Viruses have evolved intricate mechanisms for hijacking cellular resources to replicate and spread. Transcription regulation is essential for HIV to transcribe its genome and for persistent infection. The transcriptional program of HIV relies on Tat, which functions by assembling with the cellular transcription elongation factor P-TEFb on nascent viral RNAs (TAR) to activate the transition between transcription initiation and elongation. Tat captures P-TEFb from the promoter-assembled 7SK snRNP complex to activate the P-TEFb kinase. However, detailed dissection of the steps of P-TEFb release from 7SK snRNP and activation of the P-TEFb kinase when bound to TAR, is still incomplete. In addition to controlling viral transcription, Tat appears to modulate host transcription to favor the establishment of infection and affect the biology of immune system. However, the gene targets of Tat and the molecular mechanisms used remain largely unclear. This Research Plan will use interdisciplinary approaches to elucidate the mechanism by which Tat captures P-TEFb from the inactive reservoir to activate viral transcription as well as define how Tat exploits cellular complexes to impose widespread gene expression changes required for the establishment of infection. The project will be conducted at UT Southwestern Medical Center, which has state-of-the-art technologies and a very rich atmosphere of collaborators in fields other than virology such as immunology and computational biology. The work proposed builds heavily on preliminary data, a set of biochemical, genetic, virology assays that led to the identification of n enzyme recruited by Tat to 7SK snRNP to release P-TEFb and activate viral transcription. In addition, a set of genomic approaches led to the identification of direct Tat target genes, and defined how Tat alters the occupancy of Tat cofactors and the chromatin-state maps in a genome-wide scale. This preliminary data, along with a computational approach, revealed gene classes regulated by common mechanisms and revealed cellular protein complexes and chromatin-modifying enzymes as modulators of the reprogramming process. This research project will: (1) further define the mechanism of P-TEFb release from 7SK snRNP by Tat, (2) delineate how Tat targets cellular complexes to reprogram host transcription, and (3) define the role of selected Tat target genes in the pathogenesis of AIDS. Collectively, these discoveries will better elucidate the mechanism of Tat activation as well as reveal how Tat manipulates biologically relevant cellular genes to alter T cell processes.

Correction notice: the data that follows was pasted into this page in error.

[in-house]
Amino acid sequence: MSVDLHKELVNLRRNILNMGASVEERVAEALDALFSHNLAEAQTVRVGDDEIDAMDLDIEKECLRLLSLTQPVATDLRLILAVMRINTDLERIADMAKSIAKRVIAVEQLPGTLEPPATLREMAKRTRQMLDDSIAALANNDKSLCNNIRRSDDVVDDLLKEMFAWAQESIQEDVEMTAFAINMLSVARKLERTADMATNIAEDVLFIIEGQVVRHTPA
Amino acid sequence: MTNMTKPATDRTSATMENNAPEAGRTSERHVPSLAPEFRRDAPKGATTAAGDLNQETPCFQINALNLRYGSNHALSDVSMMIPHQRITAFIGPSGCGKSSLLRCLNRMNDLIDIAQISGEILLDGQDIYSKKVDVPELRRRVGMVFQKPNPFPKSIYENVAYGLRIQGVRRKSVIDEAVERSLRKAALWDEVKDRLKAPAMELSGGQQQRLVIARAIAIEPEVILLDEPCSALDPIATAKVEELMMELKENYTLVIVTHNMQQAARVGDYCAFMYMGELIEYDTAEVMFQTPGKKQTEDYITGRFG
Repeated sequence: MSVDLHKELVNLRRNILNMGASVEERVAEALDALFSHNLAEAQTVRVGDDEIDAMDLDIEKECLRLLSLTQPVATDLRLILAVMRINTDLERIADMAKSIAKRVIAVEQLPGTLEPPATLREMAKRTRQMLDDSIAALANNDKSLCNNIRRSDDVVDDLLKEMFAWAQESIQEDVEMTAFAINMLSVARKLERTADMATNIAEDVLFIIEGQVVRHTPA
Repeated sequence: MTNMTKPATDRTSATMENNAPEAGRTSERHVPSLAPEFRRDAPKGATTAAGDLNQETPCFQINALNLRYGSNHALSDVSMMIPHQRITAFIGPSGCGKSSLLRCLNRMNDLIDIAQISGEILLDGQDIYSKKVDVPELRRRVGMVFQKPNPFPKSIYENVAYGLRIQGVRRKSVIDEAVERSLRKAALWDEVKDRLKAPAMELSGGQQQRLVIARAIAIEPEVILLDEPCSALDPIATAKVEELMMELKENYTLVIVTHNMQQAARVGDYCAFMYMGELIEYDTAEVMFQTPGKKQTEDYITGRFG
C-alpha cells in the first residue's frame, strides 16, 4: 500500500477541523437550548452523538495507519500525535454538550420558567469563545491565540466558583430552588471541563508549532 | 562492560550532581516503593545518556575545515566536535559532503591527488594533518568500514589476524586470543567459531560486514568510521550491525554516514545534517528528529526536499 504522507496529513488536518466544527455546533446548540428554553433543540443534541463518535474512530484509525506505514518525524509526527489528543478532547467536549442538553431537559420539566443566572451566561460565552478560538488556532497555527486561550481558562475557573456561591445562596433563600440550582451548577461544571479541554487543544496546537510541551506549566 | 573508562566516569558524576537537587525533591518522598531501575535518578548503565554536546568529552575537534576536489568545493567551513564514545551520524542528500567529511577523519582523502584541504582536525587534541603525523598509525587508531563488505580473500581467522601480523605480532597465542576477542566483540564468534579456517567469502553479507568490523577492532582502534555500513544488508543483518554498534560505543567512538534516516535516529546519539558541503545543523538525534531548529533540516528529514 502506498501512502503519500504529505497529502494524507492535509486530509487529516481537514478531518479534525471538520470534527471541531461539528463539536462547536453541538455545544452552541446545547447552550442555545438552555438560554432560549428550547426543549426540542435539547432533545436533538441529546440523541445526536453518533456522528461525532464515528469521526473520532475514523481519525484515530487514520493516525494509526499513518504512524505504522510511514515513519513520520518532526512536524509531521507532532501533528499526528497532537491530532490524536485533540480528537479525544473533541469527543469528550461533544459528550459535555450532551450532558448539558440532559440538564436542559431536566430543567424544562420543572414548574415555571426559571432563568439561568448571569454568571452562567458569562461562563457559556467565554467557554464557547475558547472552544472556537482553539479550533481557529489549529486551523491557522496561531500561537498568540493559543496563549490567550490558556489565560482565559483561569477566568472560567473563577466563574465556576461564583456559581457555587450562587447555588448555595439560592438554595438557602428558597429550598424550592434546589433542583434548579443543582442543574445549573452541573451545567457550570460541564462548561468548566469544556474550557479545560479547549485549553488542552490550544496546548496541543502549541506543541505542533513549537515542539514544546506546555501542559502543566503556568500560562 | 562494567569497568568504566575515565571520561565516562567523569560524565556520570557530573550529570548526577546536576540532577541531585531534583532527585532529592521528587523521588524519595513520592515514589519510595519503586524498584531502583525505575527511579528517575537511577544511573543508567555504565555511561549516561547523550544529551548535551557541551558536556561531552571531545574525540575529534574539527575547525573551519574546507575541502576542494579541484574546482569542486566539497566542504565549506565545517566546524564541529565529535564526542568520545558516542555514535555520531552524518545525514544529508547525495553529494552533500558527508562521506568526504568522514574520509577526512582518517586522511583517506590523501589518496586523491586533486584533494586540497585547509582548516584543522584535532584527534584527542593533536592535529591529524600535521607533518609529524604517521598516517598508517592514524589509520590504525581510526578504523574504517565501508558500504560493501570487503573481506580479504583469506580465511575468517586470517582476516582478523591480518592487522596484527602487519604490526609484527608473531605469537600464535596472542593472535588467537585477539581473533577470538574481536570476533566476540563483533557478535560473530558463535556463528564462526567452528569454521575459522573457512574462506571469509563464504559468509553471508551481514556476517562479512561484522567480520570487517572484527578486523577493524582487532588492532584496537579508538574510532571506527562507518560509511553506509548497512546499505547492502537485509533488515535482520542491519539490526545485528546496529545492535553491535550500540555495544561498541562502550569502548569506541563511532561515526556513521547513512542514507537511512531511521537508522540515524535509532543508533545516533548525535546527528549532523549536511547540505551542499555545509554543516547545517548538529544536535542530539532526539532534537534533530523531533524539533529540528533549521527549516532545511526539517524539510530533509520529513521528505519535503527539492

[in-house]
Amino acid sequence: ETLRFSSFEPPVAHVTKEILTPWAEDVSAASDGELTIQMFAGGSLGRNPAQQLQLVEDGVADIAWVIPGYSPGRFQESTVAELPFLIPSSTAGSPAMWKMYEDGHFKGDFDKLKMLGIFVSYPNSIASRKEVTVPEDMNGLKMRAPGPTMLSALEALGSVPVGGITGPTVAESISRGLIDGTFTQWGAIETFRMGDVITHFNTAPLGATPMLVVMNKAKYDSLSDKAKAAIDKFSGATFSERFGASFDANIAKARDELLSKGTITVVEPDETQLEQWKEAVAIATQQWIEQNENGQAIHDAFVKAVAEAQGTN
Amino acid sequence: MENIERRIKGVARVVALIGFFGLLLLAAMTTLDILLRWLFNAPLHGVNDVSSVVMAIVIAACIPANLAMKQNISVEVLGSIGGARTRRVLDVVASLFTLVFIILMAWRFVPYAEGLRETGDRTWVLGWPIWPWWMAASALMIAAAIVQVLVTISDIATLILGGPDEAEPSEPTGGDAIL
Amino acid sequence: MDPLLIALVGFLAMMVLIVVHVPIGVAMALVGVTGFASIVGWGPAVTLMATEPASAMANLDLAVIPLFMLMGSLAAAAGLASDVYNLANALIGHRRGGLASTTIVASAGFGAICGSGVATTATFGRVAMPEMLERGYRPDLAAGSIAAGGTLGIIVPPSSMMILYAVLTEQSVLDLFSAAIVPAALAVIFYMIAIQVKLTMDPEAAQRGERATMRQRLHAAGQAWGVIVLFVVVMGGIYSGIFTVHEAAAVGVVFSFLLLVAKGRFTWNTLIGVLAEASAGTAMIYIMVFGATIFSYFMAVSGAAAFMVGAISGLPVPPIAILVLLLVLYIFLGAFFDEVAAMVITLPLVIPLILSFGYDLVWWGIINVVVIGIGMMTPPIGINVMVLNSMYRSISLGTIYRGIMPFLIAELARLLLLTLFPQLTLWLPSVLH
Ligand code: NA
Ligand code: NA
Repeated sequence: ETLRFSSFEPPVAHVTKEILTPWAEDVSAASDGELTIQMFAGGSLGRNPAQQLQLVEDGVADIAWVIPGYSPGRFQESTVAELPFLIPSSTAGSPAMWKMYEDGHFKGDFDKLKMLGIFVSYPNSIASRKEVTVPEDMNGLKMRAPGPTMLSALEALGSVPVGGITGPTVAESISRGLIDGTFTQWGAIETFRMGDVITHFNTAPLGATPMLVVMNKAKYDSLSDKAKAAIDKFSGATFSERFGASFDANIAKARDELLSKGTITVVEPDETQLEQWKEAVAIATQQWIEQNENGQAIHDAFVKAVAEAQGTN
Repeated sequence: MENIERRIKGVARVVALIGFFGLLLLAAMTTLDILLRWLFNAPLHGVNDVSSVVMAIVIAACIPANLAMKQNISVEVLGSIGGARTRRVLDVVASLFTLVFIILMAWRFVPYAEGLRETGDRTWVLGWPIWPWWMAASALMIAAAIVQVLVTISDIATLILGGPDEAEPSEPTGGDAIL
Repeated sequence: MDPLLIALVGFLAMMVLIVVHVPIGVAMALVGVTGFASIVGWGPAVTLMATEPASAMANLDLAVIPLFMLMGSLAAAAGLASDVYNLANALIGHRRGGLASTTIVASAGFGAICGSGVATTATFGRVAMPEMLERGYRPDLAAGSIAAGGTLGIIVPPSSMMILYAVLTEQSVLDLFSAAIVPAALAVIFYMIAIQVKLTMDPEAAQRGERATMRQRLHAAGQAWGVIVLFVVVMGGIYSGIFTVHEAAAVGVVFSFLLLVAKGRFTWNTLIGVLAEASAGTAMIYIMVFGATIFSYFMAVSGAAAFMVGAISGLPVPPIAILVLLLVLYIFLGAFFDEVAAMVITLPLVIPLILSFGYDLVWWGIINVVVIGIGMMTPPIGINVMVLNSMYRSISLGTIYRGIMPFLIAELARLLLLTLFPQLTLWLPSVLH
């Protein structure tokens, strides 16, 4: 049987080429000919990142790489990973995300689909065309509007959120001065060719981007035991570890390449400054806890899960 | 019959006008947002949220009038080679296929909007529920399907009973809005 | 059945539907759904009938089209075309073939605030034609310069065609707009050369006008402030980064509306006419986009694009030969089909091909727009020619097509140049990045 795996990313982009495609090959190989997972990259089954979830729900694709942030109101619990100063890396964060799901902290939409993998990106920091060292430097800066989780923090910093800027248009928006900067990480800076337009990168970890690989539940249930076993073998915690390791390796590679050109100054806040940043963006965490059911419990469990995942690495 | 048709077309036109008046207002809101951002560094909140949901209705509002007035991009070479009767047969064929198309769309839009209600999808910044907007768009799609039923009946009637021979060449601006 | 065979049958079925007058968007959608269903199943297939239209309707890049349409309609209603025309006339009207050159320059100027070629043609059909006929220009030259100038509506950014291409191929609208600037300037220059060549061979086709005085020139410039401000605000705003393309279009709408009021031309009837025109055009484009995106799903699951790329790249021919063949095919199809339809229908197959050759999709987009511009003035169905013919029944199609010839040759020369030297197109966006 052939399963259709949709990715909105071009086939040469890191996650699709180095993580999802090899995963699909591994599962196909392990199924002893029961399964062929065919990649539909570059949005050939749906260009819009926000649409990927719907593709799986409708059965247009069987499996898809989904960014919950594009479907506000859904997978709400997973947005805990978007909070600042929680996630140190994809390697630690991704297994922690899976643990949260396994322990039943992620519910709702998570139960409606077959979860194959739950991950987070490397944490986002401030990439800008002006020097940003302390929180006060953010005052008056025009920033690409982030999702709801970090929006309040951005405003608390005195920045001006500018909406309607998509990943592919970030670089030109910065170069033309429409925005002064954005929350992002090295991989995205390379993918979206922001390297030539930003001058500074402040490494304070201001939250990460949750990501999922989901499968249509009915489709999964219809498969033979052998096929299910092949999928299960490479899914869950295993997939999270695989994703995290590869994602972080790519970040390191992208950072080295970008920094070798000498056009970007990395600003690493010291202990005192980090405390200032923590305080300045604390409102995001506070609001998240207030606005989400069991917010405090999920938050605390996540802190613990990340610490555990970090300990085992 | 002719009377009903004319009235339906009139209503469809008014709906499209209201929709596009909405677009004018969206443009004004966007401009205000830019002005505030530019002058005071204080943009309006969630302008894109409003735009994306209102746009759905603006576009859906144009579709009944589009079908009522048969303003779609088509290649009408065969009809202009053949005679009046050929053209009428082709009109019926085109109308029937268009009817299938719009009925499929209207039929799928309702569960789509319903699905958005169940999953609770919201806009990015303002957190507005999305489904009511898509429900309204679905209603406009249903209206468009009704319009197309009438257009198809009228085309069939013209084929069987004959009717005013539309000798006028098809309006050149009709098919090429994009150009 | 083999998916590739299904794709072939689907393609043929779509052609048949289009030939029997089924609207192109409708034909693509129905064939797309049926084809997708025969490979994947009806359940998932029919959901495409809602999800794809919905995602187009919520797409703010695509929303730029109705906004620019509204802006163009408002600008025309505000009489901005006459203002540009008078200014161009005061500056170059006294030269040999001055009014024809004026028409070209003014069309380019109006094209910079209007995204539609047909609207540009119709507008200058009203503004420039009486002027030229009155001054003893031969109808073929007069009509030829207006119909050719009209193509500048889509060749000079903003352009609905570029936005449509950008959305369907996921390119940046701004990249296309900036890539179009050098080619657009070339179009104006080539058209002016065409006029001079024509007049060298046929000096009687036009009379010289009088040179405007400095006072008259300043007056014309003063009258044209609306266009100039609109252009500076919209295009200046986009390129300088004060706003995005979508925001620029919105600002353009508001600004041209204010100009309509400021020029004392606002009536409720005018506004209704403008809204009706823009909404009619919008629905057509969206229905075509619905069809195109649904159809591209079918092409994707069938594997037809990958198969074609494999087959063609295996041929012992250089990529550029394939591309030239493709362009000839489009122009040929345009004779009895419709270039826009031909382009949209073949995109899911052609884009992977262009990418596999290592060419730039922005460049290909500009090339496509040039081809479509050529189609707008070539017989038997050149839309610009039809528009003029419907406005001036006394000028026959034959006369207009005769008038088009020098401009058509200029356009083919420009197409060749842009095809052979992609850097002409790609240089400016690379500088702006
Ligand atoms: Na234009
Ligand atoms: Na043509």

This project will use an integrated set of genome-wide approaches to define how Tat exploits cellular resources to control both viral and host transcription. We aim to identify how Tat targets specific host complexes to better elucidate their role in the reprogramming process and the pathogenesis of AIDS. This information will aid in the better understanding of Tat in the biology of immune cells and will have broader implications for human health and disease.